More people are starting to figure out that mortgage breakage penalties can ravage their family budget. An Oshawa woman recently learned this the hard way.

Jill Groves was stunned when TD Bank quoted her $15,092 to break her mortgage early, according to a CTV story.

“I was shocked, because breaking the mortgage wasn't in my thoughts. I had no intention of breaking the mortgage when I signed up for five years,” Groves told CTV.

Few people ever do.

This issue came up because she was forced to sell her house, which is co-owned by her husband, due to the sudden end of their relationship.

Because she wasn’t planning to purchase another property—which would have allowed her to port her existing mortgage—a breakage penalty was levied by her bank.

As our mortgage editor, Rob McLister, wrote in the Globe and Mail on November 13, there are two types of penalties you can be hit with when exiting your mortgage early: bad but fair, and much worse.

“Fair” vs. Outrageous Breakage Penalties

If you were wise enough to get your mortgage through a “fair penalty lender,” you’d usually be looking at a cost of just three months' interest to break your mortgage before maturity.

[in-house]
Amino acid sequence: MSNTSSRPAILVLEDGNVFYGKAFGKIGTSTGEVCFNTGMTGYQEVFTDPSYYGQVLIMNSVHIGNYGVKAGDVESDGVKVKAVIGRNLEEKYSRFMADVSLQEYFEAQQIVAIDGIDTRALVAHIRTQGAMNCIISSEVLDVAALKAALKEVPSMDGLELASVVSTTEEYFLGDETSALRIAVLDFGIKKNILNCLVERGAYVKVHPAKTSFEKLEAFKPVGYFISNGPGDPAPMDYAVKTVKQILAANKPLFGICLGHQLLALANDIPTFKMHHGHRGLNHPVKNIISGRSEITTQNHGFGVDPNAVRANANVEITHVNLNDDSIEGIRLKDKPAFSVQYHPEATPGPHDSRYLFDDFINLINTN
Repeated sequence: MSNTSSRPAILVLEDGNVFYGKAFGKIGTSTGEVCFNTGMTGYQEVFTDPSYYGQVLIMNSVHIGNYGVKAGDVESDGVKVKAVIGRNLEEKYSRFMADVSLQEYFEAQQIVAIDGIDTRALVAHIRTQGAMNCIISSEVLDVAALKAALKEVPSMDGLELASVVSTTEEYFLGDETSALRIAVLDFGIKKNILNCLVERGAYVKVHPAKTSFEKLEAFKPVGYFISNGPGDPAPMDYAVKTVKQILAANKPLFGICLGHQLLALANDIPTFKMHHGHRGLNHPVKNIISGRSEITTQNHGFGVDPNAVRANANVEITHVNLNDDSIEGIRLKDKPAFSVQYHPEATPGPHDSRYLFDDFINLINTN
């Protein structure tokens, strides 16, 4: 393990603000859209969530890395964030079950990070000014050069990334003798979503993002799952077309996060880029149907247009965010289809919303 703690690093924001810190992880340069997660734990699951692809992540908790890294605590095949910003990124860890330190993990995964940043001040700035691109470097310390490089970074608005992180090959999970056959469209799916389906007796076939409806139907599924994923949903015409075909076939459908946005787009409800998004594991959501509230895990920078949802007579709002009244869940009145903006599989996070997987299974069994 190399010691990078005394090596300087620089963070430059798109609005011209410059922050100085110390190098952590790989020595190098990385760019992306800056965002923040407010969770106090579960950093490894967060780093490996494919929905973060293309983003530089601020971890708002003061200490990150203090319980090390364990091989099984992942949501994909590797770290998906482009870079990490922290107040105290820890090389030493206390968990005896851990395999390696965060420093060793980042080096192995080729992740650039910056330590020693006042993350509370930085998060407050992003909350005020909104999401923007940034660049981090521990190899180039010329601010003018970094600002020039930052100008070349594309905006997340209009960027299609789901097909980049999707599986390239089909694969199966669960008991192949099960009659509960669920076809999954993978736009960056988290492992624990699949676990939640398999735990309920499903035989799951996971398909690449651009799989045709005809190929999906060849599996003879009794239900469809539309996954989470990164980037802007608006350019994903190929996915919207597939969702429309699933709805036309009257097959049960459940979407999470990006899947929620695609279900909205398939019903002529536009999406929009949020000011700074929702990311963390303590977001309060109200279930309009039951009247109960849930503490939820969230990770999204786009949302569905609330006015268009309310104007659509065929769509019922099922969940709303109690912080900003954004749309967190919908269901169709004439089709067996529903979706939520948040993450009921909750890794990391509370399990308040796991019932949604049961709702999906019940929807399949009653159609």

If you had a fixed-rate mortgage and rates fell a lot, you’d possibly face an interest rate differential (IRD) penalty, which is the difference between your contract rate and what a lender could charge borrowers today for a similar term (similar to your remaining term).

If you got a big-bank fixed-rate mortgage, like Groves, there’s a higher chance you’d pay an expensive IRD penalty.

Because of the big banks’ inflated posted rates (which nobody actually pays), their penalties can be sky-high.

The difference between a “fair penalty” lender and a major bank can be staggering.

On a 3.19 percent, $300,000, 5-year fixed mortgage with four years remaining, the penalties could look something like this:

  • $2,400 — This reflects three months’ interest at a “fair penalty lender”
  • $16,800 — This is what one big bank charges for its IRD penalty with the same assumptions.

This is a classic reminder that when searching for your mortgage rate, the lowest rate often doesn’t equal the cheapest mortgage. Saving a few thousand in interest doesn’t mean much when stuck with a penalty that’s $14,400 higher.

A Happy Ending

In the end, TD took pity on Groves (either that or it wanted this negative media story to disappear) and worked with her to port her existing loan to a new mortgage.

Given the size of the penalty, Groves decided to find a new property right away. Porting allows you to move your mortgage to a new property and avoid a breakage penalty altogether—so long as you meet the lender’s criteria for a new mortgage.

Fortunately, CTV reports that Groves was indeed approved.


The RATESDOTCA editorial team are experienced writers focused on sharing stories and bringing you the latest news in insurance and personal finance. Our goal is to provide Canadians with the information and resources they need to make better insurance and financial decisions.

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